Modi 2.0: The big renewable energy push


“Let us turn to the Sun, to power our future.”

—PM Narendra Modi, at the launch of International Solar Alliance in Paris

On 15 December 2020, Prime Minister Narendra Modi laid the foundation stone of several development projects in Gujarat including a desalination plant, hybrid renewable energy park and a fully automated milk processing and packaging plant. The 30 GW proposed Hybrid Renewable Energy Park situated along the India-Pakistan border at Khavda, Kutch, is billed as the world’s largest Hybrid Renewable Energy Park. It will be the first of its kind with both wind and solar energy. The project is in line with the Modi government’s vision to install 175 GW of renewable energy capacity by the year 2022. It will also play a major role in fulfilling PM Modi’s vision of generating 450 GW power by the year 2030.

The mammoth hybrid park in Kutch will have two zones—spread over 72, 600 hectare of land, the first will be a 49,600-hectare hybrid park zone, accommodating wind and solar power plants of 24,800 MW capacity and second will be an exclusive wind power zone spread over 23,000 hectares. Renewable energy push has been high on the Modi government’s agenda. India has energy deals with Vietnam and seeks additional ones with Indonesia and Australia, on this front. These are useful partners, because of their rising mistrust of China. The route to self-reliance is based on energy security and PM Modi knows that better than most. That being the case, the 750-megawatt Rewa Solar Power Plant in Madhya Pradesh, which was dedicated to the nation by Prime Minister Modi on 10 July 2020, consists of three solar power generating units that are located on a 500-hectare plot of land inside a 1,590 hectare solar park, making it amongst the largest single site solar plants and projects in India and worldwide, too.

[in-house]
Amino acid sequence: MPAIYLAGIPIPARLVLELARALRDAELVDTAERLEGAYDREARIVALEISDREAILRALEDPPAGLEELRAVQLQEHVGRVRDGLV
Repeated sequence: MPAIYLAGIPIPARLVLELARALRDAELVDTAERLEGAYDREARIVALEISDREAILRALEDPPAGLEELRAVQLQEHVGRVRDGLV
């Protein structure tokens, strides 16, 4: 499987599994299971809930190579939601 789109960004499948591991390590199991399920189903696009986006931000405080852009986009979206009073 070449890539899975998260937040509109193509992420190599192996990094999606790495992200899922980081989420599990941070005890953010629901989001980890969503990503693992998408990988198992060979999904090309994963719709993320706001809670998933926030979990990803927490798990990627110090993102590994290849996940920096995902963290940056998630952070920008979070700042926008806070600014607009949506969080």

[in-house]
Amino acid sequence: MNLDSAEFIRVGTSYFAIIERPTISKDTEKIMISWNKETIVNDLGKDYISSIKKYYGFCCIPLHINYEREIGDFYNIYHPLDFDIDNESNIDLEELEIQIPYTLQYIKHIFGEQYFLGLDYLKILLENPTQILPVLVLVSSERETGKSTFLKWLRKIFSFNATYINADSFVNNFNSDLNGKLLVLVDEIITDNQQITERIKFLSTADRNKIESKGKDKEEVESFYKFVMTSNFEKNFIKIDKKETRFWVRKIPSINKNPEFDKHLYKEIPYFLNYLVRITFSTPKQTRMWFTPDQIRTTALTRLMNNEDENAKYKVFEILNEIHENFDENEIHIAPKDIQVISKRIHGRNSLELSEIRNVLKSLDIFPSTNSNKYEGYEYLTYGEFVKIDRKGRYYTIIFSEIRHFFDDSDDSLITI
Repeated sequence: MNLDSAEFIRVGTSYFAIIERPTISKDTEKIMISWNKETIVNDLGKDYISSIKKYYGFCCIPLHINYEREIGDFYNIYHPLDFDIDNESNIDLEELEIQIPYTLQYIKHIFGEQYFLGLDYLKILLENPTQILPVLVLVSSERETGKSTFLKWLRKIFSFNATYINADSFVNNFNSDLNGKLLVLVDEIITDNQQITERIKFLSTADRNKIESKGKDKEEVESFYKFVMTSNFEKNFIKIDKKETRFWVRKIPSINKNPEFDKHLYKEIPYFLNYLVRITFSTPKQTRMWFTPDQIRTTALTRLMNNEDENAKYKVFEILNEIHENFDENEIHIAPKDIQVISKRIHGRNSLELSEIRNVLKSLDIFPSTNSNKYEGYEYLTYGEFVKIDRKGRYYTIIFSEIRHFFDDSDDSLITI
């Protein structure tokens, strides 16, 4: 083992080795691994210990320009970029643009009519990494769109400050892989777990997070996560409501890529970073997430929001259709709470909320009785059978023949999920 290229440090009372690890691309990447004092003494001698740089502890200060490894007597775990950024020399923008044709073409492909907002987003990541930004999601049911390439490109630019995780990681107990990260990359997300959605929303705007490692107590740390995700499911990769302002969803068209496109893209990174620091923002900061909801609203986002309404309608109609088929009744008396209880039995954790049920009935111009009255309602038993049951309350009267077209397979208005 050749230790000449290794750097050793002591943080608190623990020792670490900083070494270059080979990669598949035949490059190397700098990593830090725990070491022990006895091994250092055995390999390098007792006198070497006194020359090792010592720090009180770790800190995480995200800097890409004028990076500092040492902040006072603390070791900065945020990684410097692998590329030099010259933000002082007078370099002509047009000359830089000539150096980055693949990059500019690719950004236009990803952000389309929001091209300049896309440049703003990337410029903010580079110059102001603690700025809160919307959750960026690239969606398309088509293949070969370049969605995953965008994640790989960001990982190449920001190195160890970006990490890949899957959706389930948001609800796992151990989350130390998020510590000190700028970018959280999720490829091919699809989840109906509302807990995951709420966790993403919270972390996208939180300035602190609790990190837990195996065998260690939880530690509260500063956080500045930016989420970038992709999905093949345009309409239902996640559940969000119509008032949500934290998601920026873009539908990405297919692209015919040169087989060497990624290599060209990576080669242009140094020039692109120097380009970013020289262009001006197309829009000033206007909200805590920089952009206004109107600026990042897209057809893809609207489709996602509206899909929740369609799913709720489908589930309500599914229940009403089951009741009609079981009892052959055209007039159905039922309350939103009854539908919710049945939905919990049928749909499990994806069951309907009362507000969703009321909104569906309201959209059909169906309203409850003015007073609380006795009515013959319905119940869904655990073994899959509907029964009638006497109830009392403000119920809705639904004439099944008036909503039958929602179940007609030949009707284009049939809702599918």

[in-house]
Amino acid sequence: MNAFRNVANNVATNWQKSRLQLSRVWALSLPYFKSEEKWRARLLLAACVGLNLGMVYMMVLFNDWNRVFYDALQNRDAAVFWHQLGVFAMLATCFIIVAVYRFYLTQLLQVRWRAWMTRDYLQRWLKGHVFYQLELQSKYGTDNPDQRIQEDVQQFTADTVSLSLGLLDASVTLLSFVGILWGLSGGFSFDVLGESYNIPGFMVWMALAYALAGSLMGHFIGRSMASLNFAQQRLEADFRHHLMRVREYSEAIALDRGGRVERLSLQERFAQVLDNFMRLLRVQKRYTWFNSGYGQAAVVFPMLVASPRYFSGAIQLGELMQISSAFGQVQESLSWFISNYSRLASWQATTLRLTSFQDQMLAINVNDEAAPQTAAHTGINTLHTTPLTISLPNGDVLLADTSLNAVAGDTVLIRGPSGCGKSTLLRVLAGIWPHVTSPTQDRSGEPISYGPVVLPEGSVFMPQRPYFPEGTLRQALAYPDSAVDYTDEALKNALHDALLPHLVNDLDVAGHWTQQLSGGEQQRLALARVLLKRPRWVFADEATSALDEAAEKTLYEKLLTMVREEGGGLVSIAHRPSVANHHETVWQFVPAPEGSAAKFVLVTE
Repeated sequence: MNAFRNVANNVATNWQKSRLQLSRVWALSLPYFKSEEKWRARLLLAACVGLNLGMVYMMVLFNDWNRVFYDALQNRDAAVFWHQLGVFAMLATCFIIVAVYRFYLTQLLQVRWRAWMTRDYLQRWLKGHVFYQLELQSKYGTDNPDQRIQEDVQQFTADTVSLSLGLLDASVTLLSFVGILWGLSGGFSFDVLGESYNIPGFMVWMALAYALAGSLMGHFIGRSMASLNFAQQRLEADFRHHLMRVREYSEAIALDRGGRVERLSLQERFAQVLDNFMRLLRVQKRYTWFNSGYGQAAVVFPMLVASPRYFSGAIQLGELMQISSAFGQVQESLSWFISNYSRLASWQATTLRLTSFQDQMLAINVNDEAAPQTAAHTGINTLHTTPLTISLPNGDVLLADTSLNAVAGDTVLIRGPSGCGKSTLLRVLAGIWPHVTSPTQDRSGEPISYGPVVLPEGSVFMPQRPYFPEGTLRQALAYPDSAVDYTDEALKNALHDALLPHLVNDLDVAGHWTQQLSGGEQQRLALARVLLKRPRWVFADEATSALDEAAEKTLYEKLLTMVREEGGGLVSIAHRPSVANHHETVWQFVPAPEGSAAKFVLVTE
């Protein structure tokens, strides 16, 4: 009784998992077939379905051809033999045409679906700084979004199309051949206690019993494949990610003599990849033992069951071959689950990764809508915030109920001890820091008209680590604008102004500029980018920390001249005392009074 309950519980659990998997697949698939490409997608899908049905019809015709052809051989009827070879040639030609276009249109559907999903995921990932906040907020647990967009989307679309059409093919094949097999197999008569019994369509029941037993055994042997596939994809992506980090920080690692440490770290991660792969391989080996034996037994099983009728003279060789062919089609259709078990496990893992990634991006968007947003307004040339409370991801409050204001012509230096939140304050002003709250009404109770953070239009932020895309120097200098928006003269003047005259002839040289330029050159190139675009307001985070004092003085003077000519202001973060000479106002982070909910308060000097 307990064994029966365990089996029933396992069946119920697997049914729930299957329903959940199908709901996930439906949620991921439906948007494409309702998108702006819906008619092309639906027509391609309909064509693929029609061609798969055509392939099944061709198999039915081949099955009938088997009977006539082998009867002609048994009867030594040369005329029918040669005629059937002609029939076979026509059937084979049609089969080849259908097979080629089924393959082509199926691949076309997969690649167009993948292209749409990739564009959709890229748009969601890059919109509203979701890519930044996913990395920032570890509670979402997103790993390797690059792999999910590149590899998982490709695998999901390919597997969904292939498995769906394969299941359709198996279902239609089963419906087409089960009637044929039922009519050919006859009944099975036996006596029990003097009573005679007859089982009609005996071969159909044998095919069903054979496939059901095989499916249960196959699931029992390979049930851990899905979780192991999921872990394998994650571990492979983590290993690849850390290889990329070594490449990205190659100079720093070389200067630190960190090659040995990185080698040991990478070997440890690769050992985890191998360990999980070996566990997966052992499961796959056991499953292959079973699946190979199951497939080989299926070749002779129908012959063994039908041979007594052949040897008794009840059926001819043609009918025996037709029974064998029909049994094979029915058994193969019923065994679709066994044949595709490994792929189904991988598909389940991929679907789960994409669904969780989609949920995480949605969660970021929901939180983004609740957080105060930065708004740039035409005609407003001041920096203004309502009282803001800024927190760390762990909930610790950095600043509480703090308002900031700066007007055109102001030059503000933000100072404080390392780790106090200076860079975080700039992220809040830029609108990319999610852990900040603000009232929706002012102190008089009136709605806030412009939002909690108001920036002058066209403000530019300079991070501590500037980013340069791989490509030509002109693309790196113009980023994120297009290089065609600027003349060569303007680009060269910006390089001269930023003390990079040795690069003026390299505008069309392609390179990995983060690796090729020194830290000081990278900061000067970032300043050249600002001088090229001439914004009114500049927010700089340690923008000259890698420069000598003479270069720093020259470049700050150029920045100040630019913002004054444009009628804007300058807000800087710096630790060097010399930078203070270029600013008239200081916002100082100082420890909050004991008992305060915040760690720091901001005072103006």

The 2,245 MW Bhadla photovoltaic solar park at Jodhpur in Rajasthan and the 2,050 MW solar park at Pavagada in Karnataka are solar parks worth mentioning. Apart from a $440 million funding from the World Bank’s sister arm, the International Finance Corporation (IFC), and its sheer size and scale, the Rewa solar plant is the first one to be coming up via the reverse bidding, auction route, testifying India’s self reliance model in the area of energy security.

In a recent Clean Energy Investment Ranking, India ranked in the top 3, from 114 countries. India, in fact, is the only “2C compatible” country, as per the Paris Climate Agreement, out of all the G20 nations, like the US, Brazil, Australia and several EU countries. The Paris Agreement, which came into force in 2016, aims to strengthen “global response to the threat of climate change” through Nationally Determined Contributions, commonly known as NDCs. The goal of the Paris Agreement is to keep global warming in check—below a hard, upper ceiling of 2°C, while striving to limit it even further to 1.5°C.